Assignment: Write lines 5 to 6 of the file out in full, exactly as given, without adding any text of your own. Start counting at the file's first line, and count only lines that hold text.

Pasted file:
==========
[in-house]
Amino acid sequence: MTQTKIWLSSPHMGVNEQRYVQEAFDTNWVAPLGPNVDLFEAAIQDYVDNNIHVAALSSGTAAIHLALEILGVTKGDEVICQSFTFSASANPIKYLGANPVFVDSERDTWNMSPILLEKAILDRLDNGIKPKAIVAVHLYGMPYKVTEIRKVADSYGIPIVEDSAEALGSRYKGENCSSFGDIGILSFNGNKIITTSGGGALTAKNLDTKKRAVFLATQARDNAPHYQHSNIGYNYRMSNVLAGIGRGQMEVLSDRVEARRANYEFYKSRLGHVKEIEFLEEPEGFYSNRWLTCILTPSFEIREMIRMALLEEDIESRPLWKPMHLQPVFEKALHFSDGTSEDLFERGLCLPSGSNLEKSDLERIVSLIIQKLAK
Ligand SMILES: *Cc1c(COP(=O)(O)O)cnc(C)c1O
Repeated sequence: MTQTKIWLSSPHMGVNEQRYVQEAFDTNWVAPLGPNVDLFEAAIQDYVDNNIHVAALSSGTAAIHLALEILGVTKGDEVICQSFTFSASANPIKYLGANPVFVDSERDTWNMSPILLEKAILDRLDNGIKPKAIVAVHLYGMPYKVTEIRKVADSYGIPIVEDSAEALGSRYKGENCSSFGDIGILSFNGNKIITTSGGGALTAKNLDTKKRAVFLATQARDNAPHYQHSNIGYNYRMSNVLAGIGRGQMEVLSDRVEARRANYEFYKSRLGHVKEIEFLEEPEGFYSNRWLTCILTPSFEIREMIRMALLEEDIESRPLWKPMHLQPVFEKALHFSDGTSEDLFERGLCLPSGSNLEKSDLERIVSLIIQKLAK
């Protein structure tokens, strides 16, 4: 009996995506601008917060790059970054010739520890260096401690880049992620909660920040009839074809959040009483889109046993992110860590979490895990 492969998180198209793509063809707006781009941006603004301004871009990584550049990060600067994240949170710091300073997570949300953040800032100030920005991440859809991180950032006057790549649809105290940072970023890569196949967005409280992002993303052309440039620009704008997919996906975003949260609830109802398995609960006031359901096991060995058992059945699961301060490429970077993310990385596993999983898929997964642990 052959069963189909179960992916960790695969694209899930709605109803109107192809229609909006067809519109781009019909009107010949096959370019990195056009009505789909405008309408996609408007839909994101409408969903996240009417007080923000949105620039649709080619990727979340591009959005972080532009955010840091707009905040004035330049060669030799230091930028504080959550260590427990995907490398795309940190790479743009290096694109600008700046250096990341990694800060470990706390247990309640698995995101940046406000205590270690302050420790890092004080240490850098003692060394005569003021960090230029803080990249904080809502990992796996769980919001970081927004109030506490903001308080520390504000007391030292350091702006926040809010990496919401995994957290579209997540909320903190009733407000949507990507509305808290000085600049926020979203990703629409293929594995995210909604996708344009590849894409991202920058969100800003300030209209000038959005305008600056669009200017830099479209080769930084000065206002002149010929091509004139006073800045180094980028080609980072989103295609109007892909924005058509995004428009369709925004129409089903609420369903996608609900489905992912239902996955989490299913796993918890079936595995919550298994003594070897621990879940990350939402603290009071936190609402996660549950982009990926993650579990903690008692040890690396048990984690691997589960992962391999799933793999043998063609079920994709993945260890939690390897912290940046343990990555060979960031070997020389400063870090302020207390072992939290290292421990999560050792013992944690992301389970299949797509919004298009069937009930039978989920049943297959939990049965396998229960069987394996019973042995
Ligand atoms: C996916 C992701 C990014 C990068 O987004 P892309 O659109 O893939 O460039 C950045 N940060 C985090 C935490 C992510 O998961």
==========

């Protein structure tokens, strides 16, 4: 009996995506601008917060790059970054010739520890260096401690880049992620909660920040009839074809959040009483889109046993992110860590979490895990 492969998180198209793509063809707006781009941006603004301004871009990584550049990060600067994240949170710091300073997570949300953040800032100030920005991440859809991180950032006057790549649809105290940072970023890569196949967005409280992002993303052309440039620009704008997919996906975003949260609830109802398995609960006031359901096991060995058992059945699961301060490429970077993310990385596993999983898929997964642990 052959069963189909179960992916960790695969694209899930709605109803109107192809229609909006067809519109781009019909009107010949096959370019990195056009009505789909405008309408996609408007839909994101409408969903996240009417007080923000949105620039649709080619990727979340591009959005972080532009955010840091707009905040004035330049060669030799230091930028504080959550260590427990995907490398795309940190790479743009290096694109600008700046250096990341990694800060470990706390247990309640698995995101940046406000205590270690302050420790890092004080240490850098003692060394005569003021960090230029803080990249904080809502990992796996769980919001970081927004109030506490903001308080520390504000007391030292350091702006926040809010990496919401995994957290579209997540909320903190009733407000949507990507509305808290000085600049926020979203990703629409293929594995995210909604996708344009590849894409991202920058969100800003300030209209000038959005305008600056669009200017830099479209080769930084000065206002002149010929091509004139006073800045180094980028080609980072989103295609109007892909924005058509995004428009369709925004129409089903609420369903996608609900489905992912239902996955989490299913796993918890079936595995919550298994003594070897621990879940990350939402603290009071936190609402996660549950982009990926993650579990903690008692040890690396048990984690691997589960992962391999799933793999043998063609079920994709993945260890939690390897912290940046343990990555060979960031070997020389400063870090302020207390072992939290290292421990999560050792013992944690992301389970299949797509919004298009069937009930039978989920049943297959939990049965396998229960069987394996019973042995
Ligand atoms: C996916 C992701 C990014 C990068 O987004 P892309 O659109 O893939 O460039 C950045 N940060 C985090 C935490 C992510 O998961």